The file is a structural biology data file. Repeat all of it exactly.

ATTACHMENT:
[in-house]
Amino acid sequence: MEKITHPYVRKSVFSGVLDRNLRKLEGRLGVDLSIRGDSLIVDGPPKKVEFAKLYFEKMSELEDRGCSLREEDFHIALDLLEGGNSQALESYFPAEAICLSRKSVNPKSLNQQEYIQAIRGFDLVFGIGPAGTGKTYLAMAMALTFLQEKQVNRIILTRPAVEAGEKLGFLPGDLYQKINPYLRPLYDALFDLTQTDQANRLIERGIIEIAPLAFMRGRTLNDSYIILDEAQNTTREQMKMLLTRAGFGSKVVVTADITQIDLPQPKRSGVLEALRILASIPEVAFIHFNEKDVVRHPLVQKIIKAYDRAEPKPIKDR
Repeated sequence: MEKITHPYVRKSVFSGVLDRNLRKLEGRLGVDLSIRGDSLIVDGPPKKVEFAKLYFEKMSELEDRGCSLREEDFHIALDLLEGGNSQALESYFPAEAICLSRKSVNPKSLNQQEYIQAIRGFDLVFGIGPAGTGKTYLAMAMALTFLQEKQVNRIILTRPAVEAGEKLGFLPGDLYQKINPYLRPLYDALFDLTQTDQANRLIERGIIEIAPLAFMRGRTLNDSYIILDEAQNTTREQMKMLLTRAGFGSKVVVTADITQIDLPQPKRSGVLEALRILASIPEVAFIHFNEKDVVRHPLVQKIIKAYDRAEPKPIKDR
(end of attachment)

[in-house]
Amino acid sequence: MEKITHPYVRKSVFSGVLDRNLRKLEGRLGVDLSIRGDSLIVDGPPKKVEFAKLYFEKMSELEDRGCSLREEDFHIALDLLEGGNSQALESYFPAEAICLSRKSVNPKSLNQQEYIQAIRGFDLVFGIGPAGTGKTYLAMAMALTFLQEKQVNRIILTRPAVEAGEKLGFLPGDLYQKINPYLRPLYDALFDLTQTDQANRLIERGIIEIAPLAFMRGRTLNDSYIILDEAQNTTREQMKMLLTRAGFGSKVVVTADITQIDLPQPKRSGVLEALRILASIPEVAFIHFNEKDVVRHPLVQKIIKAYDRAEPKPIKDR
Repeated sequence: MEKITHPYVRKSVFSGVLDRNLRKLEGRLGVDLSIRGDSLIVDGPPKKVEFAKLYFEKMSELEDRGCSLREEDFHIALDLLEGGNSQALESYFPAEAICLSRKSVNPKSLNQQEYIQAIRGFDLVFGIGPAGTGKTYLAMAMALTFLQEKQVNRIILTRPAVEAGEKLGFLPGDLYQKINPYLRPLYDALFDLTQTDQANRLIERGIIEIAPLAFMRGRTLNDSYIILDEAQNTTREQMKMLLTRAGFGSKVVVTADITQIDLPQPKRSGVLEALRILASIPEVAFIHFNEKDVVRHPLVQKIIKAYDRAEPKPIKDR